From Politico: “Louisiana man charged in attempt to look up Trump’s tax records”
A Louisiana man has been charged with using a federal student loan application tool in an unsuccessful attempt to look up then-presidential candidate Donald Trump’s tax records.
The man, Jordan Hamlett, is a private investigator, according to the publication, Diverse Issues in Higher Education, which first reported the arrest. The alleged attempt occurred on Sept. 13, in the weeks leading up to the presidential election. Hamlett pleaded not guilty, according to court records.
Trump has refused to release his tax returns because he says he is under IRS audit. Government watchdogs and Democrats have said the information will provide critical information about his business interests and indicate the true value of his wealth.
Continue reading “Baton Rogue man charged with attempting to illegally look up Trump’s tax returns” »
From The Texas Tribune: “Property tax relief doesn’t equal extra money in your pocket.”
The Texas Legislature is touting a bill — Senate Bill 2 — that would make it easier for property owners to protest big tax increases from cities, counties and special districts.
However, state promises of property tax relief tend to evaporate. Look in your wallet for the $126 in touted average savings you stashed there the last time lawmakers fiddled with property taxes, and the $2,000 boasted average savings you were supposed to get after major school tax reforms in 2006.
Taxpayers did get some relief, whether they felt it or not, from those efforts. But the savings were mostly eaten up by increasing property values and local school property tax increases driven, in large measure, by the Texas Legislature’s cuts in per-student spending on public education.
Continue reading “Illusory property tax cuts” »
From Reuters, “Treasury’s Mnuchin concerned about alternate scoring models of Trump tax plan.”
U.S. Treasury Secretary Steven Mnuchin told lawmakers on Thursday that he has some doubts that what are known as alternate scoring models will give enough credit to the potential for economic growth when assessing the impact of the Trump administration’s tax plan.
In late April, the administration put out a one-page overview of its tax reform plans, which would cut taxes for businesses to 15 percent, as well as cutting taxes and simplifying income tax brackets for individuals. Critics questioned how the tax cuts would be offset without driving up the federal deficit.
“What I have said repeatedly is that any plan we put forward we believe should be paid for with economic growth,” Mnuchin told the Senate Banking Committee. “I am concerned as to whether some of the models will attribute enough growth in dynamic scoring but when we present the details we will present how we think it should be paid for.”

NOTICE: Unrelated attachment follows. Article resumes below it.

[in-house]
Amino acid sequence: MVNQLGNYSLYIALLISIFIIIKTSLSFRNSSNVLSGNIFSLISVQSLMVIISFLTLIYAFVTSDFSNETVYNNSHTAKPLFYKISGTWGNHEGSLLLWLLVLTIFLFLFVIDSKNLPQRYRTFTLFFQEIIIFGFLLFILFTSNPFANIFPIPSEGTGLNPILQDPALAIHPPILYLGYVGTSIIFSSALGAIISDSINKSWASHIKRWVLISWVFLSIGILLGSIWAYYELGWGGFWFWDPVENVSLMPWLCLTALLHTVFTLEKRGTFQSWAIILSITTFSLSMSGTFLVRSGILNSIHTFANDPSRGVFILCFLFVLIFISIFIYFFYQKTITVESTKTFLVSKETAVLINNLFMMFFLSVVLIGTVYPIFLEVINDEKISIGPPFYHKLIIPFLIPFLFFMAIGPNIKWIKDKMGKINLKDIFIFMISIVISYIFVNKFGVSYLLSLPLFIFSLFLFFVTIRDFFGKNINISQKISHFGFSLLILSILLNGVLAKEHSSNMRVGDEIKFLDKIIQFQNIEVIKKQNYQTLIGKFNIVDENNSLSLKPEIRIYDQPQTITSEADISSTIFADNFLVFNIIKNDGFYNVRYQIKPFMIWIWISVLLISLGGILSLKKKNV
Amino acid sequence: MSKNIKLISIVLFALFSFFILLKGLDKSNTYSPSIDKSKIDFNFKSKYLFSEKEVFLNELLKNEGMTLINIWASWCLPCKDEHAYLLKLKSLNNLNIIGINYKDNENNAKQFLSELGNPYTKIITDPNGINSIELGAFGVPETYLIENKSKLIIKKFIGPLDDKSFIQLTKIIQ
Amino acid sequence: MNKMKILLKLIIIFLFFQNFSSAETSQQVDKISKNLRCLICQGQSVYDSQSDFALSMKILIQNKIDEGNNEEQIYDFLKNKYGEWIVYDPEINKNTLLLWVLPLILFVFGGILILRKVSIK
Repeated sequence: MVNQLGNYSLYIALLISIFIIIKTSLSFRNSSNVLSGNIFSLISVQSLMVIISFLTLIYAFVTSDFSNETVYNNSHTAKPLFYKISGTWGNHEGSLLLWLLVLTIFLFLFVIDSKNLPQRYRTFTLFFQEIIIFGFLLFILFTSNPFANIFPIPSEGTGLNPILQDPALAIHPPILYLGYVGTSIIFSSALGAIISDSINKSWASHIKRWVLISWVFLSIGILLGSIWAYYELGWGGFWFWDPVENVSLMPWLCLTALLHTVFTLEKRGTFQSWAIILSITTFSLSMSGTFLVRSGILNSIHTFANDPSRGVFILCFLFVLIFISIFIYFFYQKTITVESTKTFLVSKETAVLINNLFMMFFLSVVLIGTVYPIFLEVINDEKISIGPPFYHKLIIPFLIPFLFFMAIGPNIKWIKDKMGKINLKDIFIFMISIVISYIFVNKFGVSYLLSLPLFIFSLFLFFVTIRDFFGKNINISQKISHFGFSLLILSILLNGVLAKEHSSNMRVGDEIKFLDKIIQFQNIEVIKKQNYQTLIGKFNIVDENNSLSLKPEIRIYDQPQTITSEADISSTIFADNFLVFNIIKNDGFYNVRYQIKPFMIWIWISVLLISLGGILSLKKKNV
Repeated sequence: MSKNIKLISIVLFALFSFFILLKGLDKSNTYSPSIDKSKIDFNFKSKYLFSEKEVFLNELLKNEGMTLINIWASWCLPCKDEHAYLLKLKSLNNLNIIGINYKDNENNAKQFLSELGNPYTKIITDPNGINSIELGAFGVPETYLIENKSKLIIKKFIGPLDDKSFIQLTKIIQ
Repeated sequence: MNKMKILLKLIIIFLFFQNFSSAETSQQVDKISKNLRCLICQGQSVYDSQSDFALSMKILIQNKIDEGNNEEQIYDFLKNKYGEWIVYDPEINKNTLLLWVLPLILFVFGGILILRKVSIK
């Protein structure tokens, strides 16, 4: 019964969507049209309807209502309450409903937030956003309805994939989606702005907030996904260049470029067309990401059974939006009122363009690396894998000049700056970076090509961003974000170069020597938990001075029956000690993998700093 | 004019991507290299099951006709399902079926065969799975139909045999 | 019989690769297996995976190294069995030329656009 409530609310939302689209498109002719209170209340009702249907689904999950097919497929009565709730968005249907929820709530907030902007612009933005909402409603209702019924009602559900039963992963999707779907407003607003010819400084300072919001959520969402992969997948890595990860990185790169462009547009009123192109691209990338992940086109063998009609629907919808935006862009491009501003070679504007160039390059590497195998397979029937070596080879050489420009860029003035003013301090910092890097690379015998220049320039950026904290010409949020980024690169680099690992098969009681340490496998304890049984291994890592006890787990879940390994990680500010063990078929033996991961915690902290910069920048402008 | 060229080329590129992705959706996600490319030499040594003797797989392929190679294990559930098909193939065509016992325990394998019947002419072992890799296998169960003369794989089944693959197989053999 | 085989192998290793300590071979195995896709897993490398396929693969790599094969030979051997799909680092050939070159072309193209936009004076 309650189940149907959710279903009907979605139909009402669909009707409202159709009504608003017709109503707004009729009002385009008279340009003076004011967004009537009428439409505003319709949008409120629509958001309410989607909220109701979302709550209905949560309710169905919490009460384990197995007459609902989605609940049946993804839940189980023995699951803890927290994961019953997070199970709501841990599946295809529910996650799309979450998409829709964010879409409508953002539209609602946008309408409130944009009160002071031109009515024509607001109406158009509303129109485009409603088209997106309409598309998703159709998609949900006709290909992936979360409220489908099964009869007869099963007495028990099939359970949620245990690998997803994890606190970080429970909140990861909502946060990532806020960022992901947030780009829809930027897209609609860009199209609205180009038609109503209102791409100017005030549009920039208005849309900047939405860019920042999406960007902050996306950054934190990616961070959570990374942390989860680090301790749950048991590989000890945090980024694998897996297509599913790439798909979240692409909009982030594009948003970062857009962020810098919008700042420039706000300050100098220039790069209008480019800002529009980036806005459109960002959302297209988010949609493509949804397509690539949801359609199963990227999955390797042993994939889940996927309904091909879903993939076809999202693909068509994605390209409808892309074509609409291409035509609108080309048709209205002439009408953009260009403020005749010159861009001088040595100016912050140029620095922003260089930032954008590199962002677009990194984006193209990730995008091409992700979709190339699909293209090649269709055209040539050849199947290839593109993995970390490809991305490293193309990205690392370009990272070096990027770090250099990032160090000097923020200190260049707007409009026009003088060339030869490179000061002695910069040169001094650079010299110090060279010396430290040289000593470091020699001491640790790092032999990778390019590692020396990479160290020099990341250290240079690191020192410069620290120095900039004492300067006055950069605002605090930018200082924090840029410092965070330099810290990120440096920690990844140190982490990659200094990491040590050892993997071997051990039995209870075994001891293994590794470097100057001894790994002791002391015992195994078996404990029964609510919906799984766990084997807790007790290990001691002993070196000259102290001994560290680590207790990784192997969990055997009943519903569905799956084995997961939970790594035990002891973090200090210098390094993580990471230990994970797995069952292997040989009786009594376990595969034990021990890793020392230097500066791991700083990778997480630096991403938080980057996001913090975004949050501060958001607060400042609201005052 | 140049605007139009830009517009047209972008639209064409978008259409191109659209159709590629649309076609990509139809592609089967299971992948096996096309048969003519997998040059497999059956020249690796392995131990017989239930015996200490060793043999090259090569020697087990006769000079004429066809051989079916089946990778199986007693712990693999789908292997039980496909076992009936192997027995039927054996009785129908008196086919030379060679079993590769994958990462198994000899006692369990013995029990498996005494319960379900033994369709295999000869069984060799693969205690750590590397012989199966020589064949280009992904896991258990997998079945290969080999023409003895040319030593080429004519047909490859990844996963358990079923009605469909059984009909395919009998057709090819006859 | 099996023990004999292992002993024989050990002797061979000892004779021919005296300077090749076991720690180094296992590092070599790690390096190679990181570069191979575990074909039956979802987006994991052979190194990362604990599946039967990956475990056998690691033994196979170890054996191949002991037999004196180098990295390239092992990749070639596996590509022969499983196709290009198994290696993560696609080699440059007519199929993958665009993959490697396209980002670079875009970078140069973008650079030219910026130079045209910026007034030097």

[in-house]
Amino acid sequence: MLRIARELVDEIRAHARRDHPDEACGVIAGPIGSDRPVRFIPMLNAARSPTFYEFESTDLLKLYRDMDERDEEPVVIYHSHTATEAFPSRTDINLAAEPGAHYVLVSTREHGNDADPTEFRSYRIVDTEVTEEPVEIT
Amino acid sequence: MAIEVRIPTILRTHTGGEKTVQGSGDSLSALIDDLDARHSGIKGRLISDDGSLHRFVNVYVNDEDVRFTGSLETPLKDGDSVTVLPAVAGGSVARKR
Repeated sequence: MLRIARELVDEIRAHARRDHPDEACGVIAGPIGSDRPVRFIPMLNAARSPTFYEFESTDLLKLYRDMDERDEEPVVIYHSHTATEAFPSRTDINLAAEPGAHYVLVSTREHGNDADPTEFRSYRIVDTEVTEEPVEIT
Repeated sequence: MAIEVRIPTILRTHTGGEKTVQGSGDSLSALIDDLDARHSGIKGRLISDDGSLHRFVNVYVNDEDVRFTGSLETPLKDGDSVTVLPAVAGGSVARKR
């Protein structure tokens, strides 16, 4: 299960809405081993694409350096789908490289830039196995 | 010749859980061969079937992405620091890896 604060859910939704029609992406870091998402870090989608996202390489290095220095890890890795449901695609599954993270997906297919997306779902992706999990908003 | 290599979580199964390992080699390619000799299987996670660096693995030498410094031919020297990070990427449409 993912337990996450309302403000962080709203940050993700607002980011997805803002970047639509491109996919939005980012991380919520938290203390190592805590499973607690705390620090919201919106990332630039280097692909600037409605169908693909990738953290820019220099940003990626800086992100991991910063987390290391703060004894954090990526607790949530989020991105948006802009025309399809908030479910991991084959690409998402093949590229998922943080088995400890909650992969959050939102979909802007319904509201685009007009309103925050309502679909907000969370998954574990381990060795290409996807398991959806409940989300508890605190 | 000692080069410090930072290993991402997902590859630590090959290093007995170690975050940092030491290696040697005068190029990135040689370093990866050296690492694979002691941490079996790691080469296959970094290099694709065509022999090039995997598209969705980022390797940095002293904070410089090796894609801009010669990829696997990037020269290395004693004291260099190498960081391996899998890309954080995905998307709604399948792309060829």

Earlier: “Will Trump’s 2-for-1 executive order lead to ‘dynamic scoring’ for regulations?” The Hill Continue reading “Treasury’s Mnuchin would prefer dynamic scoring for GOP tax plan” »
From The Dallas Morning News: “How would Texans fare if Trump and House Republicans end state and local tax deduction?”
Lone Star State lawmakers fought for years to give their constituents a fair shot at a wallet-fattening break on state and local taxes, eventually securing Texans the right to deduct sales tax from their federal returns just like other states’ residents do for income tax.
But now some of those same politicians want to eliminate the perk, which also covers property tax, for taxpayers in Texas and everywhere else.
Houston-area Rep. Kevin Brady has joined President Donald Trump and other Republicans in taking aim at the state and local deduction, the both revered and reviled chit that would be zeroed in exchange for lower tax rates and a simplification of the tax code.
“Rather than keeping federal tax rates high and giving tax breaks to a few who itemize, we are proposing to lower tax rates for everyone,” said Brady, who leads the House’s powerful tax panel. “So that all taxpayers can get help.”
Continue reading “How the elimination of state and local tax deductions could impact Texans” »
Texas lawmakers are still fighting over property taxes.
Without a state income tax and skimpy state aid, local governments rely heavily on property taxes for things like emergency services.
Property tax relief is a popular campaign item for state lawmakers, so there are a few bills that seek to limit ability of cities to raise property taxes.
In March, Texas’ Senate Finance Committee passed Sen. Paul Bettencourt’s bill that would reduce property taxes in this manner. Specifically, Senate Bill 2 (PDF) would trigger a special ratification election if average residential property taxes are raised more than 4%. This is a significant reduction from the current 8% rollback election limit. Continue reading “Rebranding property tax relief in Texas” »